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Environmental, Social and Governance (ESG)

Traditionally, the primary concern of investors has been the level of returns provided by an investment, with general ambivalence towards how those returns have been generated. Now, the industry is seeing a drive towards responsibility in its stewardship of investor money, with investors seeking to understand how their savings are being invested.


Ethical or responsible investing is not a new development, with many asset managers offering funds or investments under various guises; responsible, ethical, sustainable, socially conscious or impact investing are terms that you may have seen, almost interchangeably in many cases. A set of standards have developed in the industry to evaluate how companies operate in respect of the world around them, the people they deal with and whether they govern themselves in a responsible manner; these are termed ESG, for environmental, social and governance.


What does this mean?


Environmental - How a company interacts with its environment, so disposal of waste, use of energy, sustainability of resources, carbon footprint or compliance with environmental regulations.

Social - How a company interacts with people, whether that is staff, local communities or suppliers.

Governance - How a company is governed. This can mean rights of shareholders, avoiding conflicts of interest and making sure that the remuneration of directors is transparent.

ESG investing seeks to quantify and evaluate companies in these three categories, guiding investment into companies that are well governed and treat the world, their communities and staff in a responsible manner.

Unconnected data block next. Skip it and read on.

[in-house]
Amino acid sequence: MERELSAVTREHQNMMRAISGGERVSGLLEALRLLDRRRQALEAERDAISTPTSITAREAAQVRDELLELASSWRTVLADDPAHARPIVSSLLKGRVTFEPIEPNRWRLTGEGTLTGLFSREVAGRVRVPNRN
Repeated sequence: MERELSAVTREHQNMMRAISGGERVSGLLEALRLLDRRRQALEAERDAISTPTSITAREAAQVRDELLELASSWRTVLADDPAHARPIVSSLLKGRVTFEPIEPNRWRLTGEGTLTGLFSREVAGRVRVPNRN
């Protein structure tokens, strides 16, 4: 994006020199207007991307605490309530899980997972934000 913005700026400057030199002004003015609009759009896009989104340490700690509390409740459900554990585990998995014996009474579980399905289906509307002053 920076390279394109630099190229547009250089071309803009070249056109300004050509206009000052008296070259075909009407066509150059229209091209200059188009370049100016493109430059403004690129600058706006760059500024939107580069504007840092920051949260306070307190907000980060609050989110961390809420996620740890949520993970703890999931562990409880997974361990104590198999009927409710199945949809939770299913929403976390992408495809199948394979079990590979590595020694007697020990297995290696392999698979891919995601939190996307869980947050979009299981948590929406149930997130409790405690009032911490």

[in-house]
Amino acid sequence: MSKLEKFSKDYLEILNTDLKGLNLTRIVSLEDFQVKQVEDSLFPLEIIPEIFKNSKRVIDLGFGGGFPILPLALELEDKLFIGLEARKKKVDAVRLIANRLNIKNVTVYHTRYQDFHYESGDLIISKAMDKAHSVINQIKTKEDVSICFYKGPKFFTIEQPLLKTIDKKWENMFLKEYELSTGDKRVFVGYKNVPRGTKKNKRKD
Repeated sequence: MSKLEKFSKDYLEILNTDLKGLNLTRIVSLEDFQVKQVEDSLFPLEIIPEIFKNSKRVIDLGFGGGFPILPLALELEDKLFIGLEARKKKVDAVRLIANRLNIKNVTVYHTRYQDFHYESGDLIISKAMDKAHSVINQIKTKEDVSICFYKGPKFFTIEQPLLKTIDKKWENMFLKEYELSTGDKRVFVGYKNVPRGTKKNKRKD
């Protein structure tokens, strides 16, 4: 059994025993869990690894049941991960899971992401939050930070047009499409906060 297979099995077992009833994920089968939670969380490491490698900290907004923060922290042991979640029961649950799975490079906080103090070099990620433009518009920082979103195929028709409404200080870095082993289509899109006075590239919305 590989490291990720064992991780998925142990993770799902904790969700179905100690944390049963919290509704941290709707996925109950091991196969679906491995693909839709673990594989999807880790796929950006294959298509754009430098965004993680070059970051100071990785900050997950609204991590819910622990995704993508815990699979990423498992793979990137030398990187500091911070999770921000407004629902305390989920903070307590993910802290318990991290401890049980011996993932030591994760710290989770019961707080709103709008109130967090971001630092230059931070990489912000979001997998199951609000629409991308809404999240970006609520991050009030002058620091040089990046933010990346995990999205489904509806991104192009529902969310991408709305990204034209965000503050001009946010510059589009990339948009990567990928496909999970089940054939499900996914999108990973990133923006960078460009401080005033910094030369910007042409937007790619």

Fund managers are integrating these ESG criteria into their asset selection in varying degrees, with many managers building their entire research and selection process from the bottom-up to ensure that the companies in which they invest operate to these standards.


Further to the ESG criteria, there are a number of more targeted approaches that investment managers use as part of specific sustainable or responsible strategies. Here are some examples:


Thematic investing

Directed investment into specific themes, such as tackling climate change, transition of energy usage to sustainable sources or future water and food shortages.

Positive and negative screening

Positive screening is simply adding companies that exhibit responsible behaviour to a whitelisted universe in which to invest. Negative screening is the opposite, screening out companies that invest in unsustainable, controversial or unethical industries or exhibit poor ESG behaviour.

Impact investing

A strategy whereby investment is focused into responding to social or environmental needs and making a positive impact.

Activism

An investment manager with a strategy of activism will not necessarily stop investing in companies which do not fulfil ESG criteria, but will engage the board of directors to encourage change.

Investment managers may use some, or all, of the above as part of their ESG strategy.


There appears to be a growing opinion in the investment industry that companies that fit ESG criteria are well equipped to manage risk and operate in a sustainable manner in the future, so therefore are attractive investments in their own right. To this end, many investment managers are integrating ESG methodology into their investment processes from the ground up, rather than incorporating them into specific ethical or socially conscious strategies alone.


Traditional thinking on the necessity of giving up growth for ethical or responsible investing is also being reconsidered.


Many studies have highlighted that the investors of tomorrow will insist on positive impact as well as positive returns, so ESG methodology is now part of the mainstream and is here to stay.